ADIGENI, DFWatch–Two mosques in the south of Georgia were Monday granted cultural heritage status.
We went to the Samtskhe-Javakheti region to see how religious minorities are living there.
One of the mosques designated as cultural heritage lies in the middle of the village Adigeni. Constructed in 1885-1886, today it lacks a roof and the walls are collapsing. Locals claim stones are coming off the walls.
Another problem is that some locals are against restoring the mosque. There hasn’t a been major religious conflict, but part of the population have collected signatures in support of erecting a church in the place where the mosque stands. That initiative failed.
Murman Pailodze, one of the locals, says that it is possible to turn the building into a church, but they were denied permission to do it.
We met a sixth grade girl from Adigeni, who was out walking with her horse. She told us that Muslims come here from time to time to visit the mosque. She remembers how adults fought to construct a church there instead, but they were unsuccessful. Now she goes to the church in the nearby village, where his brother serves and another brother is in a choir.
The other mosque which was designated given cultural heritage status is in the village Plate, in Adigeni municipality. It was constructed in 1927 by Meskhetians, or Meskhetian Turks, who were resettled in Soviet times. It is also roofless.
In both of those cases, locals are not against restoring the building, but they do not want the mosques to be in use. The NGO Human Rights Center, which works on this issue, says a priest at Zarzma monastery in Samtskhe-Javakheti, Nikoloz Getsadze, took stones from Plate Mosque and brought them to the monastery to use for construction purposes. The organization asked the Prosecutor General’s Office to investigate the case, but there never was an investigation. Getsadze is often spotted in places where there is religious conflict in this region, notably a years ago in the village Chela.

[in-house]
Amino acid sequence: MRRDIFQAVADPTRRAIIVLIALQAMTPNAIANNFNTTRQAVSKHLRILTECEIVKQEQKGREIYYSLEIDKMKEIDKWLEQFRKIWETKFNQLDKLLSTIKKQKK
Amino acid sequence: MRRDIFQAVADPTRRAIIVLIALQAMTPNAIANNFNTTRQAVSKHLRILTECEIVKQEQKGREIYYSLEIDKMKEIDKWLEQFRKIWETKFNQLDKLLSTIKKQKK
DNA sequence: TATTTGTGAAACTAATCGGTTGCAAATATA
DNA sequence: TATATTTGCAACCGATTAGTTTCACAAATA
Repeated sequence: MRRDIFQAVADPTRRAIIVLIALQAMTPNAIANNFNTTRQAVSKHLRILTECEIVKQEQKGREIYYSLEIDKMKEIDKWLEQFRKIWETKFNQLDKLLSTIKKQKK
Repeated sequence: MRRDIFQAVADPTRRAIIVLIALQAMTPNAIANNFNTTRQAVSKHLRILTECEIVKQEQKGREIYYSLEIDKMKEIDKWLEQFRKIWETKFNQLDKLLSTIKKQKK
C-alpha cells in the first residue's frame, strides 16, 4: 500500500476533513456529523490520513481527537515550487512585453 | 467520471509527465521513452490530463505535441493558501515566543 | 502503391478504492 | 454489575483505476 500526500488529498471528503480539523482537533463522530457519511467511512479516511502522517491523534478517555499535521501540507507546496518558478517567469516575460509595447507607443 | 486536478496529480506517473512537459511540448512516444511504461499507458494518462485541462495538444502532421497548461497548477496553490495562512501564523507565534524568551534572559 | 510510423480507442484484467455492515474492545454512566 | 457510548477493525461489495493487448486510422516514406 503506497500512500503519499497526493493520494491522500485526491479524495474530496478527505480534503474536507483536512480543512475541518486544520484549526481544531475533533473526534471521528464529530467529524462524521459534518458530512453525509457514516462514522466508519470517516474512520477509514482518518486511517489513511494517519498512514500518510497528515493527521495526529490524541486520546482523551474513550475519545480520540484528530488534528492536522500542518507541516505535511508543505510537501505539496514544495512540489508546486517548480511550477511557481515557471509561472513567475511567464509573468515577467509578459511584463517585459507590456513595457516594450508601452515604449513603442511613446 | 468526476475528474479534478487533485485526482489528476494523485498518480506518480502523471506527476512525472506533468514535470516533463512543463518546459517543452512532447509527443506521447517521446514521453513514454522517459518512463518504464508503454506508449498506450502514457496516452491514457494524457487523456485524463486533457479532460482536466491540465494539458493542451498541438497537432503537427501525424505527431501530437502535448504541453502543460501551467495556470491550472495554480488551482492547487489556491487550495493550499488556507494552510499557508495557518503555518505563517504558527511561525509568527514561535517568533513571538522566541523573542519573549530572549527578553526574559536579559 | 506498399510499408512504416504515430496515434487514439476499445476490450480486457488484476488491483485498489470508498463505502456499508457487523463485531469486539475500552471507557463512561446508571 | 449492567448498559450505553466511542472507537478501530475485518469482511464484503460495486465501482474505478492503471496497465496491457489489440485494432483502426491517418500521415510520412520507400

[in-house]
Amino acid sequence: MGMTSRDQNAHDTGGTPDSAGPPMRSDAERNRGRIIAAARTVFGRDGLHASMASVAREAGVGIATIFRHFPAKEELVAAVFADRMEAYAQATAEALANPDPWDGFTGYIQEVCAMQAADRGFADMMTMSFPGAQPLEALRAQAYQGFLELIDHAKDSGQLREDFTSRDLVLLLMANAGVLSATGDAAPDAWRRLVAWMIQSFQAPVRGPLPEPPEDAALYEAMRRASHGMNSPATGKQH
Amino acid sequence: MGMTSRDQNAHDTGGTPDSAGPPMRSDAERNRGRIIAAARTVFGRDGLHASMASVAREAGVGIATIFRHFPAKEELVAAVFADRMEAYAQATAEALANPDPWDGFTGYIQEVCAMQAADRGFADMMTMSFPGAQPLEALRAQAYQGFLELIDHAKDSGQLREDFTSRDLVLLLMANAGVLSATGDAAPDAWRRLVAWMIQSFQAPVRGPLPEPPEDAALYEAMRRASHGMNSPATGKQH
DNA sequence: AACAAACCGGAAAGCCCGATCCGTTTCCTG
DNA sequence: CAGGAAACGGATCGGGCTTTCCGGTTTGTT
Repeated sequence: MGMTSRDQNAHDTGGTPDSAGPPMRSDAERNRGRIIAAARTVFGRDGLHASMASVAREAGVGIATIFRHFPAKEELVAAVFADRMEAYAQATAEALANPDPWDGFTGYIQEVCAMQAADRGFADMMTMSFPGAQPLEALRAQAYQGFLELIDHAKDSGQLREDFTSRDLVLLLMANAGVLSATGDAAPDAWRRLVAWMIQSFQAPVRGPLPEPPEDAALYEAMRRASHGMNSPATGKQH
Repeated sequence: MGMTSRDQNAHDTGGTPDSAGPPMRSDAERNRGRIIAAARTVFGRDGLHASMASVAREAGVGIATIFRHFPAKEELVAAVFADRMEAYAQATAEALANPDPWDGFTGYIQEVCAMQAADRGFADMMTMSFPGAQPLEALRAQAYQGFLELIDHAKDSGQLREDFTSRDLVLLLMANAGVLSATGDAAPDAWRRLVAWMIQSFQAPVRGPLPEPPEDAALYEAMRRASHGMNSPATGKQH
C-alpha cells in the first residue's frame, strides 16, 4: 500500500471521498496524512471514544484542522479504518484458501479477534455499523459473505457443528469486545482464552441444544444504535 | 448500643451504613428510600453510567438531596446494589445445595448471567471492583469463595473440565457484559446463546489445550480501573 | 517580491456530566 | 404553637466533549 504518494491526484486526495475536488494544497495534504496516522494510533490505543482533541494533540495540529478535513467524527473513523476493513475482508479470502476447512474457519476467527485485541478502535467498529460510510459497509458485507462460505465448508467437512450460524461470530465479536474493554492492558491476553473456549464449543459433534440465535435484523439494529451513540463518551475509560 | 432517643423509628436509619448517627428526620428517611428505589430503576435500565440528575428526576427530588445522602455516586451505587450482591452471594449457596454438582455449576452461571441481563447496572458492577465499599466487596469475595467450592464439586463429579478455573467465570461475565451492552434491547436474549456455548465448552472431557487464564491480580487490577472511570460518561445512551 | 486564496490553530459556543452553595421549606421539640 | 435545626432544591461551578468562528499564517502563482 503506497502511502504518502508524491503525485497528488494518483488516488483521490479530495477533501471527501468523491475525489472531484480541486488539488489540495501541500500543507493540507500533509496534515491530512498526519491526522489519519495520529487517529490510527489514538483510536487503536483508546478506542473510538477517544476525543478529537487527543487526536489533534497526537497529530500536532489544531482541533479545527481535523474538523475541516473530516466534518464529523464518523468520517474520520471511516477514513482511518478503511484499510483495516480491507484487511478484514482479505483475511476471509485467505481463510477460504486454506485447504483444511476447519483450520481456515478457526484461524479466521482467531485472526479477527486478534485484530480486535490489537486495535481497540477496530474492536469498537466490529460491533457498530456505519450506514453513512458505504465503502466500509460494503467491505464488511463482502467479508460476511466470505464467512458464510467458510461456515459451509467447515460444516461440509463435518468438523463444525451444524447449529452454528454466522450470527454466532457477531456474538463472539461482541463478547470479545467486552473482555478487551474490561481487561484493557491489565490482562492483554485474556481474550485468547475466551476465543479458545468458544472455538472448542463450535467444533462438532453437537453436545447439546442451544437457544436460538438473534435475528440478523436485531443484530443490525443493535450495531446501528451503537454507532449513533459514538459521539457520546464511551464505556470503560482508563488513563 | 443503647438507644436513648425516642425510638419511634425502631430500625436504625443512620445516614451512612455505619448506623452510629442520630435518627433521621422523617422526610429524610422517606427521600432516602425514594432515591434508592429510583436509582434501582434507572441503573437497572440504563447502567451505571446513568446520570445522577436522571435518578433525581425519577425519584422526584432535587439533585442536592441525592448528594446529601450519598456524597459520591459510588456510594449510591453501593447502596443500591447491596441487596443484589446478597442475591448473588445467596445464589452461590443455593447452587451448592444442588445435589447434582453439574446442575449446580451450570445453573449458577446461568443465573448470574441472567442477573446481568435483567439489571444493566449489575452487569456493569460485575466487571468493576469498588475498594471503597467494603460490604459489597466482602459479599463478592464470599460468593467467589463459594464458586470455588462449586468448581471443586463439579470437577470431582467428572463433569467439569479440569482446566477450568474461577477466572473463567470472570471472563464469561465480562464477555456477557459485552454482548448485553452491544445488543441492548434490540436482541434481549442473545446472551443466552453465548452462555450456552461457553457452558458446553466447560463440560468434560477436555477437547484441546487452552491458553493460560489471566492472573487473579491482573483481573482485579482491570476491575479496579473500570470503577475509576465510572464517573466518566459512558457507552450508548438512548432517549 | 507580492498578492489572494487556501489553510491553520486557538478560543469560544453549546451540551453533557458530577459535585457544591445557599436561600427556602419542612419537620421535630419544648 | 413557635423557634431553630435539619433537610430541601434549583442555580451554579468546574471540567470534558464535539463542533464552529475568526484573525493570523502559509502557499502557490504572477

In the village Sakuneti, a mosque which was built in 1927 stands next to an Orthodox church. Both structures are designated as cultural heritage. The church is in operation, but the mosque is closed. Even though it received heritage status in 2012, it remains in a derelict and dangerous condition.
A woman who lives next to the mosque used to take care of it, cleaning it, but when the media reported this, she came into conflict with her neighbors and gave up. She didn’t wish to talk with us, saying she doesn’t talk to journalists.
In Akhaltsikhe, which is the central town in Samtskhe-Javakheti, there are two synagogues next to each other on Guramishvili Street. One of them was built in 1863 and has cultural heritage status. It is well preserved and was refurbished in 2012, when Rabati Castle was reconstructed. It is the oldest synagogue in Georgia. Not many people come here to pray, and it is therefore only operational in summer.
Simon Revishvili, head of the Jewish community, says tourists come to visit every day during summer.
Another synagogue, a few meters away from the first one, was built in 1927. There used to be a library, a cinema club and other facilities during the Soviet Union, even a boxing gym. It is abandoned.
Shorena Kokoshvili has settled in a room on the second floor of the abandoned synagogue with her daughter and granddaughter. She says she takes care of the synagogue, but she cannot protect it from vandals all the time.
The government offered her a house in another village, but she said it was not the best option for her, as she earns her money by cleaning houses next to the synagogue. She won’t be able to sustain her family in an unknown village, she tells us.